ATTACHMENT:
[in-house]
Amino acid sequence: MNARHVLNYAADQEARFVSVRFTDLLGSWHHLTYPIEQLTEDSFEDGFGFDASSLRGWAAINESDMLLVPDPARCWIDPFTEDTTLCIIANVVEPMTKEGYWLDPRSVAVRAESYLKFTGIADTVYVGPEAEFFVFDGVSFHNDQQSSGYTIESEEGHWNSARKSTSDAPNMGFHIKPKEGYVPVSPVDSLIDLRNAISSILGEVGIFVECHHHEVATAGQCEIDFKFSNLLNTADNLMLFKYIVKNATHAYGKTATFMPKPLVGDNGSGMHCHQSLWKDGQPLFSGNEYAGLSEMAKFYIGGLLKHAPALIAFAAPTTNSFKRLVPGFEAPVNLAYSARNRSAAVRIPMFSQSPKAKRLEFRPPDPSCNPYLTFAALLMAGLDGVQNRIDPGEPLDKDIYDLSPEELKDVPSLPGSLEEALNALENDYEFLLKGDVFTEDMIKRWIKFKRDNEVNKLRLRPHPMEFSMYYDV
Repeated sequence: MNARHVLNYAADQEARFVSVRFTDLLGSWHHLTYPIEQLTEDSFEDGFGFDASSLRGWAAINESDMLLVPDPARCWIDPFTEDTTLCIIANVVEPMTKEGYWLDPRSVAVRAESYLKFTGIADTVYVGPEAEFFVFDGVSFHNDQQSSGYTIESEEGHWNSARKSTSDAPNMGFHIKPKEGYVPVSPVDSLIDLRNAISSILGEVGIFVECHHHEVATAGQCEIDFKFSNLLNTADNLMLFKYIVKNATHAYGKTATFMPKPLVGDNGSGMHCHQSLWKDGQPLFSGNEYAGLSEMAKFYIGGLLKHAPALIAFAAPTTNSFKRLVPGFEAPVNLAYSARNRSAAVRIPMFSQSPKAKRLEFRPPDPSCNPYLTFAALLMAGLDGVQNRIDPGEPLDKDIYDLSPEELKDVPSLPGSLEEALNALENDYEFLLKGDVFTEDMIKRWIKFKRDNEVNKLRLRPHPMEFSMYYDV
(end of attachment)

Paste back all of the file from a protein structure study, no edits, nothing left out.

[in-house]
Amino acid sequence: MNARHVLNYAADQEARFVSVRFTDLLGSWHHLTYPIEQLTEDSFEDGFGFDASSLRGWAAINESDMLLVPDPARCWIDPFTEDTTLCIIANVVEPMTKEGYWLDPRSVAVRAESYLKFTGIADTVYVGPEAEFFVFDGVSFHNDQQSSGYTIESEEGHWNSARKSTSDAPNMGFHIKPKEGYVPVSPVDSLIDLRNAISSILGEVGIFVECHHHEVATAGQCEIDFKFSNLLNTADNLMLFKYIVKNATHAYGKTATFMPKPLVGDNGSGMHCHQSLWKDGQPLFSGNEYAGLSEMAKFYIGGLLKHAPALIAFAAPTTNSFKRLVPGFEAPVNLAYSARNRSAAVRIPMFSQSPKAKRLEFRPPDPSCNPYLTFAALLMAGLDGVQNRIDPGEPLDKDIYDLSPEELKDVPSLPGSLEEALNALENDYEFLLKGDVFTEDMIKRWIKFKRDNEVNKLRLRPHPMEFSMYYDV
Repeated sequence: MNARHVLNYAADQEARFVSVRFTDLLGSWHHLTYPIEQLTEDSFEDGFGFDASSLRGWAAINESDMLLVPDPARCWIDPFTEDTTLCIIANVVEPMTKEGYWLDPRSVAVRAESYLKFTGIADTVYVGPEAEFFVFDGVSFHNDQQSSGYTIESEEGHWNSARKSTSDAPNMGFHIKPKEGYVPVSPVDSLIDLRNAISSILGEVGIFVECHHHEVATAGQCEIDFKFSNLLNTADNLMLFKYIVKNATHAYGKTATFMPKPLVGDNGSGMHCHQSLWKDGQPLFSGNEYAGLSEMAKFYIGGLLKHAPALIAFAAPTTNSFKRLVPGFEAPVNLAYSARNRSAAVRIPMFSQSPKAKRLEFRPPDPSCNPYLTFAALLMAGLDGVQNRIDPGEPLDKDIYDLSPEELKDVPSLPGSLEEALNALENDYEFLLKGDVFTEDMIKRWIKFKRDNEVNKLRLRPHPMEFSMYYDV